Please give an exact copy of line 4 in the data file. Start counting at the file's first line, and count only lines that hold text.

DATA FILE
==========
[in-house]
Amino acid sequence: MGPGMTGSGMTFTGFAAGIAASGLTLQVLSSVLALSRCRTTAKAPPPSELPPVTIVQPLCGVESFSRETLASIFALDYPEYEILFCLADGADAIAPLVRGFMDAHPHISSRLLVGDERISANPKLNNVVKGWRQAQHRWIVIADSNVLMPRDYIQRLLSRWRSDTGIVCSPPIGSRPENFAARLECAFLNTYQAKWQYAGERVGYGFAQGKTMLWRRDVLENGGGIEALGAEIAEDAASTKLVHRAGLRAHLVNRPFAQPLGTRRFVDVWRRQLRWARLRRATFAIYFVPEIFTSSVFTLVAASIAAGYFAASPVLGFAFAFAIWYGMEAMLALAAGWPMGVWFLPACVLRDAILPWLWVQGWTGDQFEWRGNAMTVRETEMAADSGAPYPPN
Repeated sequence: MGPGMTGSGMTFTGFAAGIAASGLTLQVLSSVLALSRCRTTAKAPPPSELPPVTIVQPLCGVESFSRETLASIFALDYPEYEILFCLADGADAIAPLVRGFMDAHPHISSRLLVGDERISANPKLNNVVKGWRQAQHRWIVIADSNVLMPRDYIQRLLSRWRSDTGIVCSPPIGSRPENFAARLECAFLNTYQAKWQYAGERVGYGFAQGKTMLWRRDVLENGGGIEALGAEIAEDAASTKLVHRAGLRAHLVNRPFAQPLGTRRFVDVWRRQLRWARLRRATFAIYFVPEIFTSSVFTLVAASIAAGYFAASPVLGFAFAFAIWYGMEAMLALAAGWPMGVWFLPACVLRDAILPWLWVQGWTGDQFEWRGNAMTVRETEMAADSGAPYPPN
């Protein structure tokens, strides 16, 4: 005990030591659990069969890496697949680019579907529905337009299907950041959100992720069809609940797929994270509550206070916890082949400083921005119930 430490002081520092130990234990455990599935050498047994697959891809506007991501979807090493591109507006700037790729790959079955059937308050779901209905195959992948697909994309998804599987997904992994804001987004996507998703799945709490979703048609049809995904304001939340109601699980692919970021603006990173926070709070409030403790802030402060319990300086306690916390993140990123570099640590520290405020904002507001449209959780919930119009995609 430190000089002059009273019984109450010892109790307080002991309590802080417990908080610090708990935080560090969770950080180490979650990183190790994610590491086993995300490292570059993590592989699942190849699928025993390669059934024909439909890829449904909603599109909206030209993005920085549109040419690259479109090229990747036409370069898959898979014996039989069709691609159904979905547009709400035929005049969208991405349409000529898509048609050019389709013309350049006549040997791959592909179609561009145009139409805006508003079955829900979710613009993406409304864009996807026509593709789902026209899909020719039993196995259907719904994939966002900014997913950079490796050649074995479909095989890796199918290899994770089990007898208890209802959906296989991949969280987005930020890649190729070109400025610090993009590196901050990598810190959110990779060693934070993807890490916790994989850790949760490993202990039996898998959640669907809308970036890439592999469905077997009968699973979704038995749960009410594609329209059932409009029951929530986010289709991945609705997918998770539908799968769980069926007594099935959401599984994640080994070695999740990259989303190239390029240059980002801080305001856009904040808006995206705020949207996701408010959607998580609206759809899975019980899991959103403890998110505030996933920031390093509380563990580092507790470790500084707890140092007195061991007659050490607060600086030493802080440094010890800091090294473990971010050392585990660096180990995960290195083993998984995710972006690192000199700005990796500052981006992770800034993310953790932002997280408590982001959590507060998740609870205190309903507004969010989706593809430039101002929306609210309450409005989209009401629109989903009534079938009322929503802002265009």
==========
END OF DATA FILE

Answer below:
């Protein structure tokens, strides 16, 4: 005990030591659990069969890496697949680019579907529905337009299907950041959100992720069809609940797929994270509550206070916890082949400083921005119930 430490002081520092130990234990455990599935050498047994697959891809506007991501979807090493591109507006700037790729790959079955059937308050779901209905195959992948697909994309998804599987997904992994804001987004996507998703799945709490979703048609049809995904304001939340109601699980692919970021603006990173926070709070409030403790802030402060319990300086306690916390993140990123570099640590520290405020904002507001449209959780919930119009995609 430190000089002059009273019984109450010892109790307080002991309590802080417990908080610090708990935080560090969770950080180490979650990183190790994610590491086993995300490292570059993590592989699942190849699928025993390669059934024909439909890829449904909603599109909206030209993005920085549109040419690259479109090229990747036409370069898959898979014996039989069709691609159904979905547009709400035929005049969208991405349409000529898509048609050019389709013309350049006549040997791959592909179609561009145009139409805006508003079955829900979710613009993406409304864009996807026509593709789902026209899909020719039993196995259907719904994939966002900014997913950079490796050649074995479909095989890796199918290899994770089990007898208890209802959906296989991949969280987005930020890649190729070109400025610090993009590196901050990598810190959110990779060693934070993807890490916790994989850790949760490993202990039996898998959640669907809308970036890439592999469905077997009968699973979704038995749960009410594609329209059932409009029951929530986010289709991945609705997918998770539908799968769980069926007594099935959401599984994640080994070695999740990259989303190239390029240059980002801080305001856009904040808006995206705020949207996701408010959607998580609206759809899975019980899991959103403890998110505030996933920031390093509380563990580092507790470790500084707890140092007195061991007659050490607060600086030493802080440094010890800091090294473990971010050392585990660096180990995960290195083993998984995710972006690192000199700005990796500052981006992770800034993310953790932002997280408590982001959590507060998740609870205190309903507004969010989706593809430039101002929306609210309450409005989209009401629109989903009534079938009322929503802002265009």